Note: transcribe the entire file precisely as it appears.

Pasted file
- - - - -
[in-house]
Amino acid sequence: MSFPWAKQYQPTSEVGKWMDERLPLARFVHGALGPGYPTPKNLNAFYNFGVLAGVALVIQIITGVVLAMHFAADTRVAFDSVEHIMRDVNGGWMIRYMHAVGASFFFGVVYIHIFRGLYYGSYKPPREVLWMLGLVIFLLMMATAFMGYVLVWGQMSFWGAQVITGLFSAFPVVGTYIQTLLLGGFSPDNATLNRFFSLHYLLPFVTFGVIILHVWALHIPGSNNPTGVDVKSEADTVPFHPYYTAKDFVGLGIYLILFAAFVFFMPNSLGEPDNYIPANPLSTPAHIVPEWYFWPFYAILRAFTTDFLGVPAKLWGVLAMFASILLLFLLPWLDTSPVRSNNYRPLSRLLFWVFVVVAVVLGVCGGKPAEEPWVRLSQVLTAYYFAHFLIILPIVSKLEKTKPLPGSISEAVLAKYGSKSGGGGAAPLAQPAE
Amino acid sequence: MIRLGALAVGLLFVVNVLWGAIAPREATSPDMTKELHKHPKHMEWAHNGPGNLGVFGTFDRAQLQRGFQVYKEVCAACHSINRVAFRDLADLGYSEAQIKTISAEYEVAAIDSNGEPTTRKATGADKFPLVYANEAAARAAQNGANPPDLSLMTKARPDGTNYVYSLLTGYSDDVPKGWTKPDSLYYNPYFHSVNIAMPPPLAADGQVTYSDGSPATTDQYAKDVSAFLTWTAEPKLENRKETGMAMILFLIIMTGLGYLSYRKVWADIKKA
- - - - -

[in-house]
Amino acid sequence: MSFPWAKQYQPTSEVGKWMDERLPLARFVHGALGPGYPTPKNLNAFYNFGVLAGVALVIQIITGVVLAMHFAADTRVAFDSVEHIMRDVNGGWMIRYMHAVGASFFFGVVYIHIFRGLYYGSYKPPREVLWMLGLVIFLLMMATAFMGYVLVWGQMSFWGAQVITGLFSAFPVVGTYIQTLLLGGFSPDNATLNRFFSLHYLLPFVTFGVIILHVWALHIPGSNNPTGVDVKSEADTVPFHPYYTAKDFVGLGIYLILFAAFVFFMPNSLGEPDNYIPANPLSTPAHIVPEWYFWPFYAILRAFTTDFLGVPAKLWGVLAMFASILLLFLLPWLDTSPVRSNNYRPLSRLLFWVFVVVAVVLGVCGGKPAEEPWVRLSQVLTAYYFAHFLIILPIVSKLEKTKPLPGSISEAVLAKYGSKSGGGGAAPLAQPAE
Amino acid sequence: MIRLGALAVGLLFVVNVLWGAIAPREATSPDMTKELHKHPKHMEWAHNGPGNLGVFGTFDRAQLQRGFQVYKEVCAACHSINRVAFRDLADLGYSEAQIKTISAEYEVAAIDSNGEPTTRKATGADKFPLVYANEAAARAAQNGANPPDLSLMTKARPDGTNYVYSLLTGYSDDVPKGWTKPDSLYYNPYFHSVNIAMPPPLAADGQVTYSDGSPATTDQYAKDVSAFLTWTAEPKLENRKETGMAMILFLIIMTGLGYLSYRKVWADIKKA